"Yes, of course, Billy. We were with each other so much... If I had only
known... There was no one to tell me... I was so young - "

Her lips parted as though to speak further, and she regarded him
anxiously.

"The scoundrel!"

With the explosion Ned Bashford was on his feet, no longer a tired
Greek, but a violently angry young man.

"Billy is not a scoundrel; he is a good man," Loretta defended, with a
firmness that surprised Bashford.

"I suppose you'll be telling me next that it was all your fault," he
said sarcastically.

She nodded.

"What?" he shouted.

"It was all my fault," she said steadily. "I should never have let him.
I was to blame."

Bashford ceased from his pacing up and down, and when he spoke, his
voice was resigned.

"All right," he said. "I don't blame you in the least, Loretta. And you
have been very honest. But Billy is right, and you are wrong. You must
get married."

"To Billy?" she asked, in a dim, far-away voice.

"Yes, to Billy. I'll see to it. Where does he live? I'll make him."

"But I don't want to marry Billy!" she cried out in alarm. "Oh, Ned, you
won't do that?"

"I shall," he answered sternly. "You must. And Billy must. Do you
understand?"

Loretta buried her face in the cushioned chair back, and broke into a
passionate storm of sobs.

All that Bashford could make out at first, as he listened, was: "But I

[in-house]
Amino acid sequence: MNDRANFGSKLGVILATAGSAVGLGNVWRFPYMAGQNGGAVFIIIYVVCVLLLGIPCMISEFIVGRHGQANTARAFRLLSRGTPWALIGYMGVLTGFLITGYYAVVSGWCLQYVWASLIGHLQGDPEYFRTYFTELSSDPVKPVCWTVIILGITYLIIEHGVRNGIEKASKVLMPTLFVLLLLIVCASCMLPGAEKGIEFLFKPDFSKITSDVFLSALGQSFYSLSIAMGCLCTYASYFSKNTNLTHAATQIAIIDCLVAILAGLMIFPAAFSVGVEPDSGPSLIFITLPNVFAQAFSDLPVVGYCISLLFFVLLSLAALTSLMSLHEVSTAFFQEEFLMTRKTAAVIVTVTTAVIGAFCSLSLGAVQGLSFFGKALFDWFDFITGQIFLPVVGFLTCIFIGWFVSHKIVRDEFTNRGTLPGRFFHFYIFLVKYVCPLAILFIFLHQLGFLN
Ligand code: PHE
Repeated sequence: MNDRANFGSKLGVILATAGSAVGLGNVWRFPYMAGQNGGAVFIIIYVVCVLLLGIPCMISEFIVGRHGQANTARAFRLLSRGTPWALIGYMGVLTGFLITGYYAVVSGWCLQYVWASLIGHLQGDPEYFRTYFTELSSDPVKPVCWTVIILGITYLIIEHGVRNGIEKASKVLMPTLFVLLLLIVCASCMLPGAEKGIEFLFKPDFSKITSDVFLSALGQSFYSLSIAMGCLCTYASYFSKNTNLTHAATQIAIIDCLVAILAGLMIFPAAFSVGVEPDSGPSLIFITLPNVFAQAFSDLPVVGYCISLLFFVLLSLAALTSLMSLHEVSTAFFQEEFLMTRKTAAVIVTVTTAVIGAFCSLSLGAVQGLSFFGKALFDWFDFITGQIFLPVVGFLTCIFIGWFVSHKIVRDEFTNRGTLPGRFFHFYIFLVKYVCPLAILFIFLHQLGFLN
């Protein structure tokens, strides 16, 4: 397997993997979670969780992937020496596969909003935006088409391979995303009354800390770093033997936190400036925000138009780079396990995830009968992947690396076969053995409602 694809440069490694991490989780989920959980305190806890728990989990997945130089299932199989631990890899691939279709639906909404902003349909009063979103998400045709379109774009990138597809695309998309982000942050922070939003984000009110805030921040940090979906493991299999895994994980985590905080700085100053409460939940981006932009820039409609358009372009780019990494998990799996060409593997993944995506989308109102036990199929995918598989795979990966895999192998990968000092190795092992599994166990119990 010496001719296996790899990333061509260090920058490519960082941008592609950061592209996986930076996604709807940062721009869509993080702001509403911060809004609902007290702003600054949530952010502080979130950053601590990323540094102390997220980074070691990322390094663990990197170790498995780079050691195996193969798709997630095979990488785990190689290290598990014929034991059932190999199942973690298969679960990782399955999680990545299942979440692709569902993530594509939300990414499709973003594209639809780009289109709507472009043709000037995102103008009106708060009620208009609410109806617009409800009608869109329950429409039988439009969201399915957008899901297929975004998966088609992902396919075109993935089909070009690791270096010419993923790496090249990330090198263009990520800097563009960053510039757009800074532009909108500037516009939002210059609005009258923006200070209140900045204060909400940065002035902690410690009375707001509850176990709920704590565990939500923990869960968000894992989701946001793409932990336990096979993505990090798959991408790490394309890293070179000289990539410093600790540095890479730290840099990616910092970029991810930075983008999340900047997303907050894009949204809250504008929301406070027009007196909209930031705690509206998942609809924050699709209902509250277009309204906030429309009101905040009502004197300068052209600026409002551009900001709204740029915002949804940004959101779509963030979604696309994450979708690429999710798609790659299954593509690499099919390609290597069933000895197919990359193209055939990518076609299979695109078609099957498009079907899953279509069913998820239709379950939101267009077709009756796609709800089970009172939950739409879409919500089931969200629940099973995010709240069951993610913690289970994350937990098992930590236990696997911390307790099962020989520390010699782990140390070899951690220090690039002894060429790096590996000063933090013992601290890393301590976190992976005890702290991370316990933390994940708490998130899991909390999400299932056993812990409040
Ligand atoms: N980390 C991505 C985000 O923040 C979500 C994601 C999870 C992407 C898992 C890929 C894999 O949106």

don't want to leave Daisy! I don't want to leave Daisy!"

He paced grimly back and forth, then stopped curiously to listen.

"How was I to know? - Boo - hoo," Loretta was crying. "He didn't tell me.
Nobody else ever kissed me. I never dreamed a kiss could be so
terrible... until, boo-hoo... until he wrote to me. I only got the
letter this morning."

His face brightened. It seemed as though light was dawning on him.

"Is that what you're crying about?"

"N - no."

His heart sank.

"Then what are you crying about?" he asked in a hopeless voice.

"Because you said I had to marry Billy. And I don't want to marry Billy.
I don't want to leave Daisy. I don't know what I want. I wish I were
dead."

He nerved himself for another effort.

"Now look here, Loretta, be sensible. What is this about kisses. You
haven't told me everything?"

"I - I don't want to tell you everything."